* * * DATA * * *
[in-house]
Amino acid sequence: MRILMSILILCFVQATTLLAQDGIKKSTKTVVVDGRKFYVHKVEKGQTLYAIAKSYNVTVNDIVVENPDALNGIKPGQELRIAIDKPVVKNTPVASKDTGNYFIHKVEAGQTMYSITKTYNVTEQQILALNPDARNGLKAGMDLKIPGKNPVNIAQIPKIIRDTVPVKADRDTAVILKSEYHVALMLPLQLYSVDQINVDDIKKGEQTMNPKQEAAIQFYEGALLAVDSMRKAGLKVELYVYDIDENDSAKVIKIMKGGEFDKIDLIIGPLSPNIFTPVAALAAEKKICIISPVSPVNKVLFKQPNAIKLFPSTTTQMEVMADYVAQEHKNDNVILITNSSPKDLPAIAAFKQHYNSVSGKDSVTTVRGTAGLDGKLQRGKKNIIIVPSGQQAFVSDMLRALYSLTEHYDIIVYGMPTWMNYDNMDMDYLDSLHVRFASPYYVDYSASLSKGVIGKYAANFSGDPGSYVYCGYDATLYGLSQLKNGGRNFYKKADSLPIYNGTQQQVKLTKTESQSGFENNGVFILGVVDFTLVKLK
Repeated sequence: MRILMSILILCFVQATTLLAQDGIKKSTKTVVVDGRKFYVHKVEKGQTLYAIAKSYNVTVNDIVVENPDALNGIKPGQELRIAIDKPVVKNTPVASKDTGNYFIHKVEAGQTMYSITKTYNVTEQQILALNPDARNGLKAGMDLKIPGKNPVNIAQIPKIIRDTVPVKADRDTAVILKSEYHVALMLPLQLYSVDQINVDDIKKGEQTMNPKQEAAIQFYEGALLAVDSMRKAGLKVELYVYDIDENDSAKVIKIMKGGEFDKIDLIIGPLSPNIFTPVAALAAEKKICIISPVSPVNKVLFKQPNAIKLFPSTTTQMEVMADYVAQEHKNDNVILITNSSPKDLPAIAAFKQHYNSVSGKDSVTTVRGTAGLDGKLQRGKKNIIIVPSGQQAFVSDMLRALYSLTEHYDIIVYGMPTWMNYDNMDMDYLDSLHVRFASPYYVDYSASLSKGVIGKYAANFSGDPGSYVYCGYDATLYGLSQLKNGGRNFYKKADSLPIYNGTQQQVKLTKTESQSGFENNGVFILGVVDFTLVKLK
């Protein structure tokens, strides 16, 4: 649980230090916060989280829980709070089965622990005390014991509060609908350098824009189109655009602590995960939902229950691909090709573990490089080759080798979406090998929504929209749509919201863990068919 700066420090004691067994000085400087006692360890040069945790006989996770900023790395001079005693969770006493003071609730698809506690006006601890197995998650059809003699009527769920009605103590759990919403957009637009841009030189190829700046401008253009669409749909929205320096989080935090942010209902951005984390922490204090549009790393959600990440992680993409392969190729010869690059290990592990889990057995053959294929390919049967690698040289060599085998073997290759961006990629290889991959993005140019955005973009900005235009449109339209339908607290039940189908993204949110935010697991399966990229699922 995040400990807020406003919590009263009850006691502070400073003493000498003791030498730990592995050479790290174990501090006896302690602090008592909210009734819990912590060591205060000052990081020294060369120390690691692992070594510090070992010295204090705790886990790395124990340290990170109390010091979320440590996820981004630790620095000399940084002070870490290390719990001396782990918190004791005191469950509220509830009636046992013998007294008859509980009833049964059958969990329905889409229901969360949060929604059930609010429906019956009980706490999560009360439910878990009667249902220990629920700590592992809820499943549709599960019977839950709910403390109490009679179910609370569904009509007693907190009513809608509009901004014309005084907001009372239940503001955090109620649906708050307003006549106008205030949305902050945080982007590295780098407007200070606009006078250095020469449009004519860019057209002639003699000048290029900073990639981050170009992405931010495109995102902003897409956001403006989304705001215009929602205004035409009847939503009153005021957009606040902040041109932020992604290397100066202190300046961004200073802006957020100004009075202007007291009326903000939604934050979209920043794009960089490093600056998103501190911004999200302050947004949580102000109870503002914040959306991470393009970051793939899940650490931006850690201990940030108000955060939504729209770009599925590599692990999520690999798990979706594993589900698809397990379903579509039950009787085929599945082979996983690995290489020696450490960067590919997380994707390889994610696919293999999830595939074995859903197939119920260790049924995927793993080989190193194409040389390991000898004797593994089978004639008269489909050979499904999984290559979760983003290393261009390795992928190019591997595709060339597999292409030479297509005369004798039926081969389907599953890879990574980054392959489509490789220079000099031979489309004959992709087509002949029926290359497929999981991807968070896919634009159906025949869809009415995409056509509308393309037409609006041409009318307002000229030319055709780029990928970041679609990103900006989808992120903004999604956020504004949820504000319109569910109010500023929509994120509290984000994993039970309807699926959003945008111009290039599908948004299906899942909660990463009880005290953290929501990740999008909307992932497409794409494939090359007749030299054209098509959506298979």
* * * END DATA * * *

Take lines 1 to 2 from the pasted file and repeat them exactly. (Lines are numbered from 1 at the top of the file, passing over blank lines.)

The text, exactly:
[in-house]
Amino acid sequence: MRILMSILILCFVQATTLLAQDGIKKSTKTVVVDGRKFYVHKVEKGQTLYAIAKSYNVTVNDIVVENPDALNGIKPGQELRIAIDKPVVKNTPVASKDTGNYFIHKVEAGQTMYSITKTYNVTEQQILALNPDARNGLKAGMDLKIPGKNPVNIAQIPKIIRDTVPVKADRDTAVILKSEYHVALMLPLQLYSVDQINVDDIKKGEQTMNPKQEAAIQFYEGALLAVDSMRKAGLKVELYVYDIDENDSAKVIKIMKGGEFDKIDLIIGPLSPNIFTPVAALAAEKKICIISPVSPVNKVLFKQPNAIKLFPSTTTQMEVMADYVAQEHKNDNVILITNSSPKDLPAIAAFKQHYNSVSGKDSVTTVRGTAGLDGKLQRGKKNIIIVPSGQQAFVSDMLRALYSLTEHYDIIVYGMPTWMNYDNMDMDYLDSLHVRFASPYYVDYSASLSKGVIGKYAANFSGDPGSYVYCGYDATLYGLSQLKNGGRNFYKKADSLPIYNGTQQQVKLTKTESQSGFENNGVFILGVVDFTLVKLK